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A collection of helpful articles on teachers and teaching

Implementing Change the Equation

All of us can agree that the United States needs to carefully examine our efforts in STEM education (science, technology, engineering and math) with an eye towards improving rigor, expanding reach and ensuring that more of our students are both interested and proficient in these subjects.  Certainly, from an economic health and employment standpoint, we should all be concerned with raising the bar on STEM standards while nurturing the effectiveness of the professionals who teach these subjects.  However, agreeing on the “what” that needs to be done is always easier than agreement on the “how” to get the job done.

This reality was made obvious at the first policy briefing held by the new nonprofit Change the Equation at the Press Club last week.  Change the Equation, a national coalition of more than 110 corporate CEO’s committed to improving STEM learning for every child, with a particular focus on girls and students of color, released its first set of data, “STEM Vital Signs” for every state that compared achievement test scores for state based standards in math and science and with NAEP scores in the same subject.  In all cases, the NAEP scores were lower and both sets of scores were not promising, i.e. in Colorado 45% of 4th grade students scored proficient in math on NAEP; 70% scored proficient on the state test.   These data sets for all states and the subsequent recommendations are useful as a starting point for identifying the problem; sadly, the panel conversation that accompanied the release of these vital signs was less than helpful, and potentially damaging to subsequent efforts to bring a variety of stakeholders and education professionals to the table to work on solutions.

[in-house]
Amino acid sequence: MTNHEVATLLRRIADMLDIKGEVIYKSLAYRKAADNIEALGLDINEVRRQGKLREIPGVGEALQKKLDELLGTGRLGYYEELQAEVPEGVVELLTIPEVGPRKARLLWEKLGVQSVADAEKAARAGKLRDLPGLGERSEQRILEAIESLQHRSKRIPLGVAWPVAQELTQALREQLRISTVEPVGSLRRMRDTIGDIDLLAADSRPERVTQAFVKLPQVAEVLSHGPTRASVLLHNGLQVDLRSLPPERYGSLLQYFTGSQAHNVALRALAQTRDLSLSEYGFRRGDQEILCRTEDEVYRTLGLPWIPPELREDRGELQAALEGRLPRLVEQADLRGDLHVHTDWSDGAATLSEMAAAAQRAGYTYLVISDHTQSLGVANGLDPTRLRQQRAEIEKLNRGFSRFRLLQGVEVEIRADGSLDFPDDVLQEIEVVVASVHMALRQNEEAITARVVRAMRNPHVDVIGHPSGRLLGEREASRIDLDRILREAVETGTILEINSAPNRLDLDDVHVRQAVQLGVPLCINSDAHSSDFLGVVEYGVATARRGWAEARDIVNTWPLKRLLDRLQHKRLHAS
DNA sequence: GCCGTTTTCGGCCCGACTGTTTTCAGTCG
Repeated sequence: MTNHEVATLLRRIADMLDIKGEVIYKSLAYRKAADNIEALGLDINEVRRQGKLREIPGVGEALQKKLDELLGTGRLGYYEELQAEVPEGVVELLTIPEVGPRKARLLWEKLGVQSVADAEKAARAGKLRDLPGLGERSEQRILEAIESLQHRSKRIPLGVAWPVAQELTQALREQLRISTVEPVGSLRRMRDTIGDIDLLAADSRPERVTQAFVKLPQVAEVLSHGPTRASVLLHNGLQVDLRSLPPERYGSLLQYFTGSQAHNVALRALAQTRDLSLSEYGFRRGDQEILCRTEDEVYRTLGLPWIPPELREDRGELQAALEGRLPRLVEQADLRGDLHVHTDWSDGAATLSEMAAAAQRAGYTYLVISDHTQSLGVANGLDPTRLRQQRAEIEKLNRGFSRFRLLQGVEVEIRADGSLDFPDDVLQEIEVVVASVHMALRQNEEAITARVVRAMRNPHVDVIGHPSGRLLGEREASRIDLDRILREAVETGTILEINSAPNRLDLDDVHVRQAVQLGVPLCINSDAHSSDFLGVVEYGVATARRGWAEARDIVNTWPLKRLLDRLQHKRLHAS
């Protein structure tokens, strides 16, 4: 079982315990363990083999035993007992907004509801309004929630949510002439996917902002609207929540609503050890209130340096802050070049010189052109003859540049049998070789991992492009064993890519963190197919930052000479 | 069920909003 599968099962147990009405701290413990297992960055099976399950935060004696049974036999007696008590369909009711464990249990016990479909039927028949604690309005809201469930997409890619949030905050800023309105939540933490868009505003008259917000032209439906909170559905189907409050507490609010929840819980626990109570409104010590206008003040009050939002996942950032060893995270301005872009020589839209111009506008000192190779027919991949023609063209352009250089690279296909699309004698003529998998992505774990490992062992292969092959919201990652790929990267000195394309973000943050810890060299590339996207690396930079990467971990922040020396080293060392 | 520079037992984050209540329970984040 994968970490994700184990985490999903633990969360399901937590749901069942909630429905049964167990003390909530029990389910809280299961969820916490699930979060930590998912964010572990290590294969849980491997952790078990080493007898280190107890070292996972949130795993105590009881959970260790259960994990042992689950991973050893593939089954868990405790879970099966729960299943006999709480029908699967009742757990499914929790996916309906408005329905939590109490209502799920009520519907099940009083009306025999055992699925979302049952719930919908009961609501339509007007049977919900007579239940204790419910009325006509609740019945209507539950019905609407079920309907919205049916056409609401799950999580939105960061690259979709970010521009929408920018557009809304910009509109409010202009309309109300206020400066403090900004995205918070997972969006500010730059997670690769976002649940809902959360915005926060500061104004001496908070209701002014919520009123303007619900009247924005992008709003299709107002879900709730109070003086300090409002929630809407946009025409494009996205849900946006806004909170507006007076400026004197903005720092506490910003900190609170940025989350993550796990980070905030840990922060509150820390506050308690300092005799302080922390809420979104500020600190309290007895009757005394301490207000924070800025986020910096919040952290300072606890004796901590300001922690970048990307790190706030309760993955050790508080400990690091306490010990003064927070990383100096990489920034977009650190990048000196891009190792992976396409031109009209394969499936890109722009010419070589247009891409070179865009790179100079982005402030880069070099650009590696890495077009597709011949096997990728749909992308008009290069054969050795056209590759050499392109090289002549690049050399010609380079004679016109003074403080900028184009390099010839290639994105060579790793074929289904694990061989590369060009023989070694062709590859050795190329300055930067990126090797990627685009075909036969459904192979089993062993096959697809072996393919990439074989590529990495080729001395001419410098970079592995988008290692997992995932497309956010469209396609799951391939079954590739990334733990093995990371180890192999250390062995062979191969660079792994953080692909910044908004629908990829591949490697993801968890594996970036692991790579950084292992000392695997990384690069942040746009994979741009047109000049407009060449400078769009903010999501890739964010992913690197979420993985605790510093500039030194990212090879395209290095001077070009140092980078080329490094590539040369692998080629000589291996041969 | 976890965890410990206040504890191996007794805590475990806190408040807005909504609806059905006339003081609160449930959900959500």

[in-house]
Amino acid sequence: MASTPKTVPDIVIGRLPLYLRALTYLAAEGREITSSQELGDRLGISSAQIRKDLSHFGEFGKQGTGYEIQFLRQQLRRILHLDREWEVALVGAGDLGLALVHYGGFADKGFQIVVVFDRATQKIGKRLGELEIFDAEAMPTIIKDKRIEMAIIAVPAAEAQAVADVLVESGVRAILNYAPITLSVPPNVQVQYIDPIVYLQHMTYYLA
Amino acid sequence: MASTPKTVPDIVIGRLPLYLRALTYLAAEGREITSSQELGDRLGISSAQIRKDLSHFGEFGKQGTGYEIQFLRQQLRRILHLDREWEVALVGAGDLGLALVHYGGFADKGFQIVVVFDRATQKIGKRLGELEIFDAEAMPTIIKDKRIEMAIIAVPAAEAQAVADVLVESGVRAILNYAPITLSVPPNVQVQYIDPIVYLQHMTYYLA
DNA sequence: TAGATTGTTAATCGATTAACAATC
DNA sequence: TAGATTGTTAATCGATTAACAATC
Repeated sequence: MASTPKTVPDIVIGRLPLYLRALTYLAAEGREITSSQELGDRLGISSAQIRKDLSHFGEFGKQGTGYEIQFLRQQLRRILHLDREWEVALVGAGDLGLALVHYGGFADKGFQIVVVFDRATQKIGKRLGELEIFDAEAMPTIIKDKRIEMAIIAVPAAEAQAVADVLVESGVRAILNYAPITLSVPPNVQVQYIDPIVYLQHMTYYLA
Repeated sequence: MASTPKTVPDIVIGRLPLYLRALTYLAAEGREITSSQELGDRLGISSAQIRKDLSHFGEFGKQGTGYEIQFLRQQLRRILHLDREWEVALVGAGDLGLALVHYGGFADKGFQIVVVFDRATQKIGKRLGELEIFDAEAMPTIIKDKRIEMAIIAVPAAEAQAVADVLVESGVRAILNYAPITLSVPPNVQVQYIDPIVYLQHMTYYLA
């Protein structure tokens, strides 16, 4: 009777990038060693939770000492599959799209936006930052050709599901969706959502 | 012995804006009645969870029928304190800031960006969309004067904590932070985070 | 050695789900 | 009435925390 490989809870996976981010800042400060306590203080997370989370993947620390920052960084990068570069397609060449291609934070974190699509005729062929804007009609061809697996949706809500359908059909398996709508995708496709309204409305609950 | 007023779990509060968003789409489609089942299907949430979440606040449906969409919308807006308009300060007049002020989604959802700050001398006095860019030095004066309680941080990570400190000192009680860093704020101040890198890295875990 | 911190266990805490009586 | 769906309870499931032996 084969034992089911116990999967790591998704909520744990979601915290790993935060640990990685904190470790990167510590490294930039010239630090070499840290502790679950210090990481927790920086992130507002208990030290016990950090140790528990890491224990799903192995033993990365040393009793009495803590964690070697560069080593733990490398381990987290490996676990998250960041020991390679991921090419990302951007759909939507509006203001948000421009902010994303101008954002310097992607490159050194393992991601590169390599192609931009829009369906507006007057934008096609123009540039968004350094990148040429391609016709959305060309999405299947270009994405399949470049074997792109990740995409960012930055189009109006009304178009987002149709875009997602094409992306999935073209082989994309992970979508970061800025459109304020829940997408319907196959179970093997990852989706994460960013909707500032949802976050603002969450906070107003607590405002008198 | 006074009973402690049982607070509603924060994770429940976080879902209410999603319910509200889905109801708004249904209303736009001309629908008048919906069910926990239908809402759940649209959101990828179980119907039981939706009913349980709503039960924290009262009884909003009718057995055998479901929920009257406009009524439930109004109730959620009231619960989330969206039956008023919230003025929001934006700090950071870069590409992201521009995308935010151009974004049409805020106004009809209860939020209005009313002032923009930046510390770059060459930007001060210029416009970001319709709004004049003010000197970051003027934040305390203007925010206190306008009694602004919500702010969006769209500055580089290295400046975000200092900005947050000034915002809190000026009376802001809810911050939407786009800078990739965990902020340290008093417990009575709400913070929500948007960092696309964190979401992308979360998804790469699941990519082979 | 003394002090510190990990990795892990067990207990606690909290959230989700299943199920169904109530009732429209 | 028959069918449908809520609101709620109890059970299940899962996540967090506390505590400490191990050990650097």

Craig Barrett, former CEO of Intel Corporation and chairman of the board of Change the Equation, stated that he was tired of rhetoric and the lack of any improvement in public schooling since the report issued in the 1950’s that stated the US was losing the space race because science and math were not being adequately taught in our schools.  I believe his nearly exact quote was, “In 53 years not a **** thing has happened” and that the entrenched education establishment was the chief cause of education stalemate.  He wasn’t alone in his charged rhetoric; a fellow panelist, Merryl Tisch, chancellor of the New York State Board of Regents, added to the vitriol by stating that poor teaching was the result of the “monopoly of schools of education” in preparing teachers and that monopoly must be broken.  She advocates attracting math and science majors to the profession without making them jump through the “hoops of certification.”  Mike Casserly, executive director of the Council of Great City Schools, did suggest in his remarks that he is hopeful Change the Equation will bring educational stakeholders into the conversation and advocated for common core standards in science.

Barrett and Tisch raise important issues in their charged statements; however, the presumption of causality does nothing to solve the problems.  If teacher certification standards are just “hoops” to jump through, perhaps the states that adopt those certification requirements, should rethink, modify, or abolish certification altogether.  Blaming the institutions that adhere to certification standards fails to recognize the systemic policies that work against change and improvement.  The same can be said of blaming the “entrenched establishment” in public K-12 education.  Public school districts in the US are locally owned and controlled, so every community and its members are responsible for the health and welfare of the districts and the students they serve.  Many local school districts perform well; too many don’t.  The first step towards real system improvement that will include rigorous standards and strong instruction in math and science will be realized when all interested parties (and that’s all of us) approach the important challenges we all face with mutual respect and openness to learning from each other.  As Mr. Barrett asserted in his remarks, he’s not an education expert.  Most career educators are just as anxious as Mr. Barrett and Ms. Tisch to improve science and math instruction for all students and enhance the working conditions in public schools to the point that math and science majors are eager to work in those schools.  Approaching those educators with an attitude toward learning the real challenges they face daily will go a long way to achieving the results we all strive for.

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